Juvenile Justice NMDS 2007
Identifying and definitional attributes
|Metadata item type:||Data Set Specification|
|DSS type:||National Minimum Data Set (NMDS)|
There are three collections within the JJ NMDS. The first collection is the client collection which lists all clients active in the juvenile justice system for the collection year and contains all relevant client characteristic variables. All episodes in the collection year for these clients are reported in the second episode-related collection. It contains unit-record data summarising each episode and clients may have multiple episodes within the collection year. Lastly, the centre collection provides some details on the detention centres administered by State and Territory juvenile justice departments within the scope of the JJ NMDS.
Juvenile justice clients
The JJ NMDS is designed to capture information on all young people involved in the juvenile justice systems throughout Australia. The ages of young people in the juvenile justice systems in Australia differ between jurisdictions. To allow for these variations, a client for the purposes of inclusion in the JJ NMDS is:
A person who is under the supervision or case management of a juvenile justice department as a result of:
In general, the types of juvenile justice agency supervision in the scope of the JJ NMDS collection are those entailing direct JJ agency involvement, such as formal supervision at pre-court, pre-sentence, sentence, and parole stages. Both community and custodial supervision types are included. Note that some types of intervention that may be administered by JJ agencies are not in the scope of the JJ NMDS. These include some diversionary schemes, conferences, warning, fines, and good behaviour bonds
In the JJ NMDS, a service episode is defined as a period of time during which a juvenile justice client is under the supervision of, or is case managed by, a State or Territory juvenile justice department, as a result of having committed or allegedly committed an offence, and where there is no change in the type of supervision provided or the specific juvenile justice agency responsible.
Service episodes also contribute to the reporting on supervision periods. Supervision periods are a conceptual unit of analysis, derived from episode data, rather than being data elements specifically collected. The AIHW derives supervision periods by ordering episodes by entry date. A new supervision period is applied where the period of time between the exit date of one episode and the entry date of the following episode is greater than or equal to two days. A supervision period provides broad level information on contacts between young people and juvenile justice supervision, and episodes provide the detail regarding the length and type of that contact. One supervision period may contain several JJ episodes as the client moves through the system e.g. from remand to sentencing, and may contain more than one sentencing episode where continuous supervision is maintained.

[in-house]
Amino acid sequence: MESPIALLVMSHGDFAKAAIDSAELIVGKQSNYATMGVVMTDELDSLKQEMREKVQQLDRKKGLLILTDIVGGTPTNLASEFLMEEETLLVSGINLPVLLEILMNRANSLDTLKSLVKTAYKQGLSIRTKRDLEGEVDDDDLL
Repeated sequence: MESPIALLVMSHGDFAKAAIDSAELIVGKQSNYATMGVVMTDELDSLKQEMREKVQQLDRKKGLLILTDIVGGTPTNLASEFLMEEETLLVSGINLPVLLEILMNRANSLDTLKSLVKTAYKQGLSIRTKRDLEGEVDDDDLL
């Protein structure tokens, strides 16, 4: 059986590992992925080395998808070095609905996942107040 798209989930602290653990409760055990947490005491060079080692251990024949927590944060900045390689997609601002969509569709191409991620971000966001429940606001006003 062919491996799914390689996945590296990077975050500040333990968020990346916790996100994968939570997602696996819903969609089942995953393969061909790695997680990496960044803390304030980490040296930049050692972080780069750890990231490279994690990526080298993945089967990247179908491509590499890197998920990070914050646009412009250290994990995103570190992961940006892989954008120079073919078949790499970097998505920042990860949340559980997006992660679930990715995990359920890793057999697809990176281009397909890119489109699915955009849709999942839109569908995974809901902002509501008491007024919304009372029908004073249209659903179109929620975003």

A new supervision period begins when:
A client enters the JJ system for the first time; the difference between the entry date and the exit date of the previous episode is >=2 days.
The supervision period ends on the episode end date when there are no more episodes or the entry date of the next episode is two or more days after the exit date. Where a client is on two or more orders at a particular time in a jurisdiction, the supervision period will continue until all current orders are completed or otherwise finished. A new supervision period begins when the client is next under JJ Department supervision. Thus there will be a gap in time between supervision periods, whilst the client is in the community and not subject to any JJ Department supervision.
Juvenile justice departments
The relevant juvenile justice departments whose clients are included in the JJ NMDS as at August 2007 are:
In addition, other agencies have been included in the JJ NMDS where they supervise or case manage clients who are within the scope of the JJ NMDS, but are not administered by the above mentioned departments. These may include agencies such as police watch houses, for example.
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